In 10th grade, all Cameron Fraser wanted to do was play basketball.
He was 6-2, a shade over 200 pounds and good enough to put up respectable numbers on the hardwood.
After joining the football team as a sophomore, however, Fraser, now a senior, transformed himself into a bona fide force on the Red Devils offensive line.
With just two seasons of football under his belt, Fraser has grown to 6-foot-6 and bulked up to 280 pounds, leading to 15 scholarship offers with, presumably, more to come.
"In a way, it is (overwhelming)," Fraser said of his quick rise in football. "But this comes with what we do. We want to be the best."
Becoming the best, however, hasn't been easy for Fraser, who is committed to play offensive line at the University of South Florida.
When he first started playing, he didn't have the size or the understanding of the game to find as much success.
He messed up. Coaches yelled. He wanted to quit.
"It's been growing pains," offensive line coach Matt Bell said. "We're used to kids in the South starting young and growing in the game over the years. Getting Cameron in the 10th grade, he wasn't very good. He had some spells where he just wanted to play basketball. But I told him to give football a chance."
And he did. After attending a couple of camps in the summer before his junior season, Fraser decided to give the game a chance.
He started lifting weights more and working outside of practice. He bulked up, and his technique improved.
All of that, Bell said, came from an improved work ethic and a commitment to doing what it took to succeed.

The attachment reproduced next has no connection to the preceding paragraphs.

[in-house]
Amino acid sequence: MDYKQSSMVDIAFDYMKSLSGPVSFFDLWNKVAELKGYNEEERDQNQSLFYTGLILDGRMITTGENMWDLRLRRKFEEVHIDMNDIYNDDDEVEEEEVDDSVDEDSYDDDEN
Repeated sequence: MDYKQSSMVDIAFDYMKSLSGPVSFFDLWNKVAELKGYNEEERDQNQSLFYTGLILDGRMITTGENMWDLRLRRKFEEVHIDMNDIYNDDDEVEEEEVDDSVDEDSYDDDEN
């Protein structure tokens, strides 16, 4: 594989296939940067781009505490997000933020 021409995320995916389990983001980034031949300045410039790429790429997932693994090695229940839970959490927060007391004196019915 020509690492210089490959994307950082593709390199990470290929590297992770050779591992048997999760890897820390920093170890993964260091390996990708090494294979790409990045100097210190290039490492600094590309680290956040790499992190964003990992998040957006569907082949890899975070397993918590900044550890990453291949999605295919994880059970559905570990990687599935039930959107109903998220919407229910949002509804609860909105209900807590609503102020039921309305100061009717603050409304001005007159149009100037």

"That's one thing that's probably been the best about Cameron here," Bell said. "His work ethic has really picked up. He didn't like the weight room as a sophomore or, really, as a junior. But he's really come on and picked up a lot of strength this year. I think he sees that the more he puts into the game, the more it's going to reward him."
The idea of a stronger, more polished Fraser is an exciting prospect to his coaches. For someone that has already been impressive enough to garner a slew of scholarship offers in just two years on the field, the sky could be the limit if he continues on the current trajectory.
But he hasn't reached his peak yet, Bell said. In fact, he's not close. There are plenty of things the coaches and Fraser himself would like to improve over the course of his senior season at Central.
"Strength," Fraser said in reference to what he wants to improve. "I think if I could get my strength up, I could be a low four-star, or maybe five-star recruit."
Bell said he'd like to see his drive continue to grow.
"He's a real laid back kid," he said. "One thing we had trouble with early on was that he felt like if he did well, great, but if he didn't, so be it. It's not like that with him lately.
"As a 15- or 16-year-old, it's hard to see that scholarship offers don't happen to every kid. But Coach (Woodrow) Lowe has been good for Cameron. He knows what it takes, and he demands a lot."
Fraser's still committed to South Florida, but he said he'll keep his options open. If he got an offer from the right school, he'd be willing to change his mind.
And given his growth over just two years, it wouldn't be a surprise to see him do well enough to make that happen as a senior.
"Don't get me wrong, he's still learning," Bell said. "But he's a football player. He's very skilled. We're just scratching the surface."
David Mitchell, 706-571-8571